The dismal economy has claimed yet another victim: jobs for the economists who study it.
…Economics departments are a prime target for cuts — especially since economics professors are costly compared to their counterparts in other departments.
…[plus] Young economists at major universities often have light teaching duties, and they devote most of their time to research as they try to string together the journal publications that they need to make tenure.
That is the Wall Street Journal on the job market for economists. They quote just one graduate student–oddly, a development economist from Yale:
“It’s a pretty simple algorithm we use,” said Yale graduate student Santosh Anagol, who is on the job market this year. “Everybody wants the highest-quality academic job.” Mr. Anagol’s recent research studies the economic role of livestock in rural India. His job-market paper studies how differing levels of information between buyers and sellers affect the market for cows.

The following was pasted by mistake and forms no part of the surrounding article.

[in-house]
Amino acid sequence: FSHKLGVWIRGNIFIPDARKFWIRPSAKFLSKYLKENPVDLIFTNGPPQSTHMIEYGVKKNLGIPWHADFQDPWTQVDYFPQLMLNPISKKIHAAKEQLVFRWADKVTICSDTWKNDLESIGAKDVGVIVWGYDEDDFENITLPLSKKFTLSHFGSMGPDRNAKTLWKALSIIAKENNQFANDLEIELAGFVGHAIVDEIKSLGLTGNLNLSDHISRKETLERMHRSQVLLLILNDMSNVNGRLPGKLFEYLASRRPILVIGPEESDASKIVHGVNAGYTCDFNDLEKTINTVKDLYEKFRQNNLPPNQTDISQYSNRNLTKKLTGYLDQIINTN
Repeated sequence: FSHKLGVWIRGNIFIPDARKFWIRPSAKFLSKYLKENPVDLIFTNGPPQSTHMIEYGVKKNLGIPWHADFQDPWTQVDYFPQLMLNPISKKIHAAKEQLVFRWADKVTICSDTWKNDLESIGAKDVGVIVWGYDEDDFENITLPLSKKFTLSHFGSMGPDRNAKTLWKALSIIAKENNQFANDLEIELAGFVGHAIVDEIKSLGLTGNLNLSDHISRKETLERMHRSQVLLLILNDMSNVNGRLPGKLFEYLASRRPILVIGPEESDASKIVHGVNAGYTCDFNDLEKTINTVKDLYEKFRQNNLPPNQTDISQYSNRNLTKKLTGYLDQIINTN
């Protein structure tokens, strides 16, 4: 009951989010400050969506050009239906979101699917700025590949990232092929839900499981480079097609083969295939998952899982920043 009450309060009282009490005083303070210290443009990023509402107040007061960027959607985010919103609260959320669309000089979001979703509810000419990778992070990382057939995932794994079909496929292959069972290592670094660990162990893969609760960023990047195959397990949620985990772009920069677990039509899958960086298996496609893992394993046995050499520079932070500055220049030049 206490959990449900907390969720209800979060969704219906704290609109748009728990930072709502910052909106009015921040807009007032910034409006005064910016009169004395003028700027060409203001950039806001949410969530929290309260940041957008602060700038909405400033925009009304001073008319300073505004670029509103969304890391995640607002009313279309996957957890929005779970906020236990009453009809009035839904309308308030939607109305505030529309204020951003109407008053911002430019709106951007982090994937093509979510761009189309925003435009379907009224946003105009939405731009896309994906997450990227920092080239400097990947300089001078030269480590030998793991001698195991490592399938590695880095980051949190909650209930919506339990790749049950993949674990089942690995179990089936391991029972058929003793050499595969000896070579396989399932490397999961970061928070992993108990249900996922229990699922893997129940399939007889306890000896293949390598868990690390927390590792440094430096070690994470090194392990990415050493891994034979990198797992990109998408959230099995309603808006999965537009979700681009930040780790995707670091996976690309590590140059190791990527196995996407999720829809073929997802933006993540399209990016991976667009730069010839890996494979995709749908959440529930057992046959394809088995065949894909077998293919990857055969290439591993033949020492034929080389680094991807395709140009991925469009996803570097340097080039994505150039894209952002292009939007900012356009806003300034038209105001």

The average WSJ reader is right now thinking: “the market for what? The world economy is collapsing, and we’re supposed to be sorry for the Indian cow researchers?”
Don’t worry Santosh–this blog’s readers will like you. You can find Santosh’s papers here. Think Akerlof’s “market for lemons” applied to, well, you know.